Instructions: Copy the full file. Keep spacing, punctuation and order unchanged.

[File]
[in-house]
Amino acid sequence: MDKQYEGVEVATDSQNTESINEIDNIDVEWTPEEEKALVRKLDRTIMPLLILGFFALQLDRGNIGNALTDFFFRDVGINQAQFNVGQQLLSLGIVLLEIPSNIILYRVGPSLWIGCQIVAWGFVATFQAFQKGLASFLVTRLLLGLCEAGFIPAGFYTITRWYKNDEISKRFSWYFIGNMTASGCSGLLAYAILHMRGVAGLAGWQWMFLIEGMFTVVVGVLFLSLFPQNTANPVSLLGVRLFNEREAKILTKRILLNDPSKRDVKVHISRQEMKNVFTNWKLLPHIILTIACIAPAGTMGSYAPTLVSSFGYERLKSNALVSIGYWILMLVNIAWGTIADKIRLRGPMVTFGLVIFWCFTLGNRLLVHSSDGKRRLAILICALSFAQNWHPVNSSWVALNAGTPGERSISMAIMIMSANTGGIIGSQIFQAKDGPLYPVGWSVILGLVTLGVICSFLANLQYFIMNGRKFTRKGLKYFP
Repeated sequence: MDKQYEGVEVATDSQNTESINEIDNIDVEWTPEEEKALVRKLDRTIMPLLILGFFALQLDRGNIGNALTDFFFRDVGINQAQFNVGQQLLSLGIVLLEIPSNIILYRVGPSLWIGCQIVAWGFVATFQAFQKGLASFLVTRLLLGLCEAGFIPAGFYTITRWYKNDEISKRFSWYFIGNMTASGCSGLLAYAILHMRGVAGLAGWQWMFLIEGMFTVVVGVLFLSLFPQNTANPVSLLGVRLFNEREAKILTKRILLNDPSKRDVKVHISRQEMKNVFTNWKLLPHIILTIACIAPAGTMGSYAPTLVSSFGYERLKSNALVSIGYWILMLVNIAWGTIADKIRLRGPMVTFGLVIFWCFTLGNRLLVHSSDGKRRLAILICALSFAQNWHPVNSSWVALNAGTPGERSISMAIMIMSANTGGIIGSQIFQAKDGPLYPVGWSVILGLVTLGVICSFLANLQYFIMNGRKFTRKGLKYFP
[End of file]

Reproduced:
[in-house]
Amino acid sequence: MDKQYEGVEVATDSQNTESINEIDNIDVEWTPEEEKALVRKLDRTIMPLLILGFFALQLDRGNIGNALTDFFFRDVGINQAQFNVGQQLLSLGIVLLEIPSNIILYRVGPSLWIGCQIVAWGFVATFQAFQKGLASFLVTRLLLGLCEAGFIPAGFYTITRWYKNDEISKRFSWYFIGNMTASGCSGLLAYAILHMRGVAGLAGWQWMFLIEGMFTVVVGVLFLSLFPQNTANPVSLLGVRLFNEREAKILTKRILLNDPSKRDVKVHISRQEMKNVFTNWKLLPHIILTIACIAPAGTMGSYAPTLVSSFGYERLKSNALVSIGYWILMLVNIAWGTIADKIRLRGPMVTFGLVIFWCFTLGNRLLVHSSDGKRRLAILICALSFAQNWHPVNSSWVALNAGTPGERSISMAIMIMSANTGGIIGSQIFQAKDGPLYPVGWSVILGLVTLGVICSFLANLQYFIMNGRKFTRKGLKYFP
Repeated sequence: MDKQYEGVEVATDSQNTESINEIDNIDVEWTPEEEKALVRKLDRTIMPLLILGFFALQLDRGNIGNALTDFFFRDVGINQAQFNVGQQLLSLGIVLLEIPSNIILYRVGPSLWIGCQIVAWGFVATFQAFQKGLASFLVTRLLLGLCEAGFIPAGFYTITRWYKNDEISKRFSWYFIGNMTASGCSGLLAYAILHMRGVAGLAGWQWMFLIEGMFTVVVGVLFLSLFPQNTANPVSLLGVRLFNEREAKILTKRILLNDPSKRDVKVHISRQEMKNVFTNWKLLPHIILTIACIAPAGTMGSYAPTLVSSFGYERLKSNALVSIGYWILMLVNIAWGTIADKIRLRGPMVTFGLVIFWCFTLGNRLLVHSSDGKRRLAILICALSFAQNWHPVNSSWVALNAGTPGERSISMAIMIMSANTGGIIGSQIFQAKDGPLYPVGWSVILGLVTLGVICSFLANLQYFIMNGRKFTRKGLKYFP